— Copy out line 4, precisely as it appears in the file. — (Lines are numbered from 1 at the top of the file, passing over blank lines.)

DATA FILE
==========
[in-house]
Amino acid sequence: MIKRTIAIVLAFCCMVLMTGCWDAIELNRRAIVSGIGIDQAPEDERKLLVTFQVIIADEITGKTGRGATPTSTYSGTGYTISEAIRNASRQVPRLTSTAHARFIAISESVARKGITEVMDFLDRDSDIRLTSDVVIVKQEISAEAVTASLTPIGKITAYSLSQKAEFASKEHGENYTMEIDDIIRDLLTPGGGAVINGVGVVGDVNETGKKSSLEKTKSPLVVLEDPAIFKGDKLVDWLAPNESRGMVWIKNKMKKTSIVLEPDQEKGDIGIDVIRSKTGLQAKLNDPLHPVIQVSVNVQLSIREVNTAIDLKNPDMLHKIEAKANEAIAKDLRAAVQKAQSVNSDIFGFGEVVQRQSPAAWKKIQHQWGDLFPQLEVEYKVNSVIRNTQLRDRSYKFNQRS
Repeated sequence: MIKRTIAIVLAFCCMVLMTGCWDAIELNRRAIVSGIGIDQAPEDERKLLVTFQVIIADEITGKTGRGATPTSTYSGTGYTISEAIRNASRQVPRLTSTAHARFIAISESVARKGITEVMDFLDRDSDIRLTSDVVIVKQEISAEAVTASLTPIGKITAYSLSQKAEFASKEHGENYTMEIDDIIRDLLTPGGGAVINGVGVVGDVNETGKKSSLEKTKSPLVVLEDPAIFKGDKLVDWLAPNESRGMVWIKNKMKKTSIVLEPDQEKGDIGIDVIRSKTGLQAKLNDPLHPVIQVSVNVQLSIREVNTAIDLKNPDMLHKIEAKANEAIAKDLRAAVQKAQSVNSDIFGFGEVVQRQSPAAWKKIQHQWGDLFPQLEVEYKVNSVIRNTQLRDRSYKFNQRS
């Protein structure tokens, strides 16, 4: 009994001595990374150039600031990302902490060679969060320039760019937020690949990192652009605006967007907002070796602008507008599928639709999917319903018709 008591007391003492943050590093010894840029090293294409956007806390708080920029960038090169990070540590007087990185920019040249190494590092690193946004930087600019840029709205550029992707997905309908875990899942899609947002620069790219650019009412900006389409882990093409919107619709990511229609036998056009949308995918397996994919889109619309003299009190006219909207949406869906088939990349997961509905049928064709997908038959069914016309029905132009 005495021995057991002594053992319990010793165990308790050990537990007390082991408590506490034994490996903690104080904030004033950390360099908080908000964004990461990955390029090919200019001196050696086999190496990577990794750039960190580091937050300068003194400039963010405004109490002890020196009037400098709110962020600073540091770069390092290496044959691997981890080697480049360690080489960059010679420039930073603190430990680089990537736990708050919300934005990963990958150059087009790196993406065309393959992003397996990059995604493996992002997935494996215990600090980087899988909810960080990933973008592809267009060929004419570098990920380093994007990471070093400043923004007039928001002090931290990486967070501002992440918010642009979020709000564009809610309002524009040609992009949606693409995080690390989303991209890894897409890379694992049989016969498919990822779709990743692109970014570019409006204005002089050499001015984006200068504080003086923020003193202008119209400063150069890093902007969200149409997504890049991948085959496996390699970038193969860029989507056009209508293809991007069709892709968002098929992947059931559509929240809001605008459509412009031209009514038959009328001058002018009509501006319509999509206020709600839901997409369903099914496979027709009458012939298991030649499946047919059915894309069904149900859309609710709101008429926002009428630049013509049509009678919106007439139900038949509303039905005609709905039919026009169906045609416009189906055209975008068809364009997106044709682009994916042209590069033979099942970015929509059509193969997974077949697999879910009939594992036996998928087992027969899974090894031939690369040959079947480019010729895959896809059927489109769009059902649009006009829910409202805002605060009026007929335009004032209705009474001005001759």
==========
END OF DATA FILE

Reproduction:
């Protein structure tokens, strides 16, 4: 009994001595990374150039600031990302902490060679969060320039760019937020690949990192652009605006967007907002070796602008507008599928639709999917319903018709 008591007391003492943050590093010894840029090293294409956007806390708080920029960038090169990070540590007087990185920019040249190494590092690193946004930087600019840029709205550029992707997905309908875990899942899609947002620069790219650019009412900006389409882990093409919107619709990511229609036998056009949308995918397996994919889109619309003299009190006219909207949406869906088939990349997961509905049928064709997908038959069914016309029905132009 005495021995057991002594053992319990010793165990308790050990537990007390082991408590506490034994490996903690104080904030004033950390360099908080908000964004990461990955390029090919200019001196050696086999190496990577990794750039960190580091937050300068003194400039963010405004109490002890020196009037400098709110962020600073540091770069390092290496044959691997981890080697480049360690080489960059010679420039930073603190430990680089990537736990708050919300934005990963990958150059087009790196993406065309393959992003397996990059995604493996992002997935494996215990600090980087899988909810960080990933973008592809267009060929004419570098990920380093994007990471070093400043923004007039928001002090931290990486967070501002992440918010642009979020709000564009809610309002524009040609992009949606693409995080690390989303991209890894897409890379694992049989016969498919990822779709990743692109970014570019409006204005002089050499001015984006200068504080003086923020003193202008119209400063150069890093902007969200149409997504890049991948085959496996390699970038193969860029989507056009209508293809991007069709892709968002098929992947059931559509929240809001605008459509412009031209009514038959009328001058002018009509501006319509999509206020709600839901997409369903099914496979027709009458012939298991030649499946047919059915894309069904149900859309609710709101008429926002009428630049013509049509009678919106007439139900038949509303039905005609709905039919026009169906045609416009189906055209975008068809364009997106044709682009994916042209590069033979099942970015929509059509193969997974077949697999879910009939594992036996998928087992027969899974090894031939690369040959079947480019010729895959896809059927489109769009059902649009006009829910409202805002605060009026007929335009004032209705009474001005001759």